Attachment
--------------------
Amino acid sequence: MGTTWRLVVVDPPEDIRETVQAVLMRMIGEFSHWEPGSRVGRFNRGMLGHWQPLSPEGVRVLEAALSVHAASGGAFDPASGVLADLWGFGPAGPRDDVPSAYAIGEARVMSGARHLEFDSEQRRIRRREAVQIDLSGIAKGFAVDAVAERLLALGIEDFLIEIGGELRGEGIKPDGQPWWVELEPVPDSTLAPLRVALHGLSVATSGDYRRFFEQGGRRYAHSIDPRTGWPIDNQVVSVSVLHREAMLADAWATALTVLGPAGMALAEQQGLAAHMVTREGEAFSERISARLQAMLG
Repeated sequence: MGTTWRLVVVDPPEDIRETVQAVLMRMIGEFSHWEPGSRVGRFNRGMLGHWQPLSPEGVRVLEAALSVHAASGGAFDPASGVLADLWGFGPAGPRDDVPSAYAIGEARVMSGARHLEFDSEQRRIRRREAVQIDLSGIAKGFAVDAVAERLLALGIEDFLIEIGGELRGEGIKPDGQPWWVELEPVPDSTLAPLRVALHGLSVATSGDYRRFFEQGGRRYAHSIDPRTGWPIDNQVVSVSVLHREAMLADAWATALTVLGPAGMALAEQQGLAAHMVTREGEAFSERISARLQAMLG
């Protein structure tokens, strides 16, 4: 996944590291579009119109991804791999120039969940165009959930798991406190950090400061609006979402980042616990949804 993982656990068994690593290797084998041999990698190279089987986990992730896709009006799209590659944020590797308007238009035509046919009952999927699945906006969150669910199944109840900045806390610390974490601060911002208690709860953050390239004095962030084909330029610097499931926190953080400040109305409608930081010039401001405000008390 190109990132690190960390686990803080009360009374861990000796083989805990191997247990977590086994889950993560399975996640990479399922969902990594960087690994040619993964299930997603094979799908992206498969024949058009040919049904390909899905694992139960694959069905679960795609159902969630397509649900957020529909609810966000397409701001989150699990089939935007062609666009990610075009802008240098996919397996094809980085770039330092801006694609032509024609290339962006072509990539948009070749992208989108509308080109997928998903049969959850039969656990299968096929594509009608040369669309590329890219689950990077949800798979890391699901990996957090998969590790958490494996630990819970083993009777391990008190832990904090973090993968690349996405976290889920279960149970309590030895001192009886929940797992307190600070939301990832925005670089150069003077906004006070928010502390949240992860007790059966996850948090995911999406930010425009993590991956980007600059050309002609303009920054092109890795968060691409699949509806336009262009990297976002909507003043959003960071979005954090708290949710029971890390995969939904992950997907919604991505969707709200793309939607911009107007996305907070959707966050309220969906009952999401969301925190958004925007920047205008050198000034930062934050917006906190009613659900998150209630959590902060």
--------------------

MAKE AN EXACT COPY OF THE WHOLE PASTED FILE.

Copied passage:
Amino acid sequence: MGTTWRLVVVDPPEDIRETVQAVLMRMIGEFSHWEPGSRVGRFNRGMLGHWQPLSPEGVRVLEAALSVHAASGGAFDPASGVLADLWGFGPAGPRDDVPSAYAIGEARVMSGARHLEFDSEQRRIRRREAVQIDLSGIAKGFAVDAVAERLLALGIEDFLIEIGGELRGEGIKPDGQPWWVELEPVPDSTLAPLRVALHGLSVATSGDYRRFFEQGGRRYAHSIDPRTGWPIDNQVVSVSVLHREAMLADAWATALTVLGPAGMALAEQQGLAAHMVTREGEAFSERISARLQAMLG
Repeated sequence: MGTTWRLVVVDPPEDIRETVQAVLMRMIGEFSHWEPGSRVGRFNRGMLGHWQPLSPEGVRVLEAALSVHAASGGAFDPASGVLADLWGFGPAGPRDDVPSAYAIGEARVMSGARHLEFDSEQRRIRRREAVQIDLSGIAKGFAVDAVAERLLALGIEDFLIEIGGELRGEGIKPDGQPWWVELEPVPDSTLAPLRVALHGLSVATSGDYRRFFEQGGRRYAHSIDPRTGWPIDNQVVSVSVLHREAMLADAWATALTVLGPAGMALAEQQGLAAHMVTREGEAFSERISARLQAMLG
């Protein structure tokens, strides 16, 4: 996944590291579009119109991804791999120039969940165009959930798991406190950090400061609006979402980042616990949804 993982656990068994690593290797084998041999990698190279089987986990992730896709009006799209590659944020590797308007238009035509046919009952999927699945906006969150669910199944109840900045806390610390974490601060911002208690709860953050390239004095962030084909330029610097499931926190953080400040109305409608930081010039401001405000008390 190109990132690190960390686990803080009360009374861990000796083989805990191997247990977590086994889950993560399975996640990479399922969902990594960087690994040619993964299930997603094979799908992206498969024949058009040919049904390909899905694992139960694959069905679960795609159902969630397509649900957020529909609810966000397409701001989150699990089939935007062609666009990610075009802008240098996919397996094809980085770039330092801006694609032509024609290339962006072509990539948009070749992208989108509308080109997928998903049969959850039969656990299968096929594509009608040369669309590329890219689950990077949800798979890391699901990996957090998969590790958490494996630990819970083993009777391990008190832990904090973090993968690349996405976290889920279960149970309590030895001192009886929940797992307190600070939301990832925005670089150069003077906004006070928010502390949240992860007790059966996850948090995911999406930010425009993590991956980007600059050309002609303009920054092109890795968060691409699949509806336009262009990297976002909507003043959003960071979005954090708290949710029971890390995969939904992950997907919604991505969707709200793309939607911009107007996305907070959707966050309220969906009952999401969301925190958004925007920047205008050198000034930062934050917006906190009613659900998150209630959590902060």